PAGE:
For decades, stakeholders have advocated for funding commensurate with the severity of ME/CFS. The government’s response has been to hold an occasional meeting, commission a report from time to time, and little if anything has changed. More words are spoken, with clinicians and researchers saying things that have been said before. But officials haven’t followed through with the necessary funding increases or with the sustained attention required to address this severely disabling disease whose economic impact wildly exceeds the paltry dollars allotted to research.
For example, NIH hosted a State of the Knowledge Workshop in April 2011. The report from that meeting bears a great deal of resemblance to the NIH’s Pathways to Prevention (P2P) Workshop report published in June 2015. Four years have passed, but the situation remains the same.
Both reports acknowledged patients’ suffering.
2011: Individuals with ME/CFS, their families, and their caregivers have gone through untold suffering and difficulties from a disease that is poorly understood and for which there is relatively little to offer in the way of specific treatments. (p.5)
2015: Unfortunately, ME/CFS is an area where the research and health care community has frustrated its constituents, by failing to appropriately assess and treat the disease and by allowing patients to be stigmatized. (p.2)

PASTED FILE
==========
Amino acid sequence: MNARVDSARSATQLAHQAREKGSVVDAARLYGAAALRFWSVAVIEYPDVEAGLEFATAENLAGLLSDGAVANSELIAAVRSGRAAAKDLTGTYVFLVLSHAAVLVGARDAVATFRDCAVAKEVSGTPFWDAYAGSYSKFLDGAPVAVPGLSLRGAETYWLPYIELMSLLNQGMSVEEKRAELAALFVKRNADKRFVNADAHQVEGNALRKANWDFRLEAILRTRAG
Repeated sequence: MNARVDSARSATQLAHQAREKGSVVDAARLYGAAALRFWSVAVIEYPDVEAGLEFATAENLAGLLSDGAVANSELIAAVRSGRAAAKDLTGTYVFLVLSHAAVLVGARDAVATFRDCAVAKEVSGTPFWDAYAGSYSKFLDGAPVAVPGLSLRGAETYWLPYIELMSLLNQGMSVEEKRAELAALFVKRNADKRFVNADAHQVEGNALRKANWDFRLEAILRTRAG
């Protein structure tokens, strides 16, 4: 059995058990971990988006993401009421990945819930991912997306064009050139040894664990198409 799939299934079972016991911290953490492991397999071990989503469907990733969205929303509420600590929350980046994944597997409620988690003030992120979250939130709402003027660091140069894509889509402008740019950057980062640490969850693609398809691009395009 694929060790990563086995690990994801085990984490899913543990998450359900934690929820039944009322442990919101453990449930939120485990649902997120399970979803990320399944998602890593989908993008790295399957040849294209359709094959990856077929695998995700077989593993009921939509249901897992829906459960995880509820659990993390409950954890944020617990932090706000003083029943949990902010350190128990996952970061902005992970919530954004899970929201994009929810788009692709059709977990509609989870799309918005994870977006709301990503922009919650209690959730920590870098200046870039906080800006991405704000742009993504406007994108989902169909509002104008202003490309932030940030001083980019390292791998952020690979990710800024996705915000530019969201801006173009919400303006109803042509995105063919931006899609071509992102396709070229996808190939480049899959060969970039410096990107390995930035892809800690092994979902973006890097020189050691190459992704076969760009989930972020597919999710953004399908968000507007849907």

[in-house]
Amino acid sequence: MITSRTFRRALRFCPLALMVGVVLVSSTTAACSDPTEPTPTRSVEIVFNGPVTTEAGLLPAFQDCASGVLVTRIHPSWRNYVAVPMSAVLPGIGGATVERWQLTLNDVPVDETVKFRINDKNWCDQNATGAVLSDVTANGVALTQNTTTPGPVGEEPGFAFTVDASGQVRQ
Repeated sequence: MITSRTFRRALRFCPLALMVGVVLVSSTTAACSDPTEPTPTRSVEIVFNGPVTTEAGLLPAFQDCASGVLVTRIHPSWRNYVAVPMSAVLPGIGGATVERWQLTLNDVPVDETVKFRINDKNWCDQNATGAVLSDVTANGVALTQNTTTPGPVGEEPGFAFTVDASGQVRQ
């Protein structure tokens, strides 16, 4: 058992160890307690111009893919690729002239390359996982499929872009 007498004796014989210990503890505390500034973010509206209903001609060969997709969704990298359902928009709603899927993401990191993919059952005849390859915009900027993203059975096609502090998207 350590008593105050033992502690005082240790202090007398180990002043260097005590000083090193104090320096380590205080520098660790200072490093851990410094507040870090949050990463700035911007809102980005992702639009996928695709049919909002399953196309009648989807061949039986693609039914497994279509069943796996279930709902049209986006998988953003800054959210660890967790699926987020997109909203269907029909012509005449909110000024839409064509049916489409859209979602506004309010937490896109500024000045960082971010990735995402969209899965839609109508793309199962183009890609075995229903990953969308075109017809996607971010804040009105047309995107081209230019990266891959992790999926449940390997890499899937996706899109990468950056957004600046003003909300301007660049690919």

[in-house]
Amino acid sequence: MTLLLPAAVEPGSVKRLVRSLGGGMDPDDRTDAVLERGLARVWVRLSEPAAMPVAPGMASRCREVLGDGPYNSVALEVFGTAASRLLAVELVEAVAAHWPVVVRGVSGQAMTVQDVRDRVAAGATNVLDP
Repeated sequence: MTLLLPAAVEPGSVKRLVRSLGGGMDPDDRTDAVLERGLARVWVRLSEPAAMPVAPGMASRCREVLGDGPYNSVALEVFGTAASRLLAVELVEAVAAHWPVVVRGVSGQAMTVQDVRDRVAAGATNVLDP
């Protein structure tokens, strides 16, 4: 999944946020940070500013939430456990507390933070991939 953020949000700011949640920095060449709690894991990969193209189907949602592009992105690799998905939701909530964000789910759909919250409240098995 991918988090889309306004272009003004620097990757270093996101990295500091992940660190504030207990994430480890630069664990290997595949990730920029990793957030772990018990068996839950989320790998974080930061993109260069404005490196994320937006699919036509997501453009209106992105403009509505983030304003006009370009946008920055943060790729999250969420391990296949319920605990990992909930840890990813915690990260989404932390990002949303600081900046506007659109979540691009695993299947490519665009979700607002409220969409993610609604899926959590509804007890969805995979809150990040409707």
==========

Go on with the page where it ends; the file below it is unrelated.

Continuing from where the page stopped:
Both reports recommended research on biomarkers and epidemiology.
2011: Continued research on biomarkers for ME/CFS, including biomarkers that are mediators of the illness, has the potential to aid in diagnosis, and treatment and prevention. (p.15)
2011: There is a lack of longitudinal, natural history, early detection, pediatric-versus-adult-onset, and animal model studies. . . . In addition, few studies look at comorbid conditions, biomarkers, or genetics. (p.18)
2015: Research priorities should be shifted to include basic science and mechanistic work that will contribute to the development of tools and measures such as biomarker or therapeutics discovery. (p.8)
2015: Epidemiological studies of ME/CFS, including incidence and prevalence, who is at high risk, risk factors, geographical distribution, and the identification of potential health care disparities are critical. (p.11)
Both reports recommended a network of collaborative centers.
2011: Creating coordinated and collaborative systems for sharing research was an important topic that included creating standard operating procedures for the field, within and across labs, as well as common data elements. (p.18)
2015: Create a network of collaborative centers working across institutions and disciplines, including clinical, biological, and social sciences. These centers will be charged with determining the biomarkers associated with diagnosis and prognosis, epidemiology (e.g., health care utilization), functional status and disability, patient-centered QOL outcomes, cost-effectiveness of treatment studies, the role of comorbidities in clinical and real-life settings, and providing a complete characterization of control populations, as well as those who recover from ME/CFS. (p.15)
Both reports recommended central repositories.
2011: To capture the extensive information from such studies, a centralized interactive database, using common data elements and accessible to everyone, is sorely needed to collect, aggregate, store, and analyze results. (p.18)
2015: Biologic samples (e.g., serum and saliva, RNA, DNA, whole blood or peripheral blood mononuclear cells, and tissues) and de-identified survey data should be linked in a registry/repository to understand pathogenesis and prognosis, and facilitate biomarker discovery. (p.11)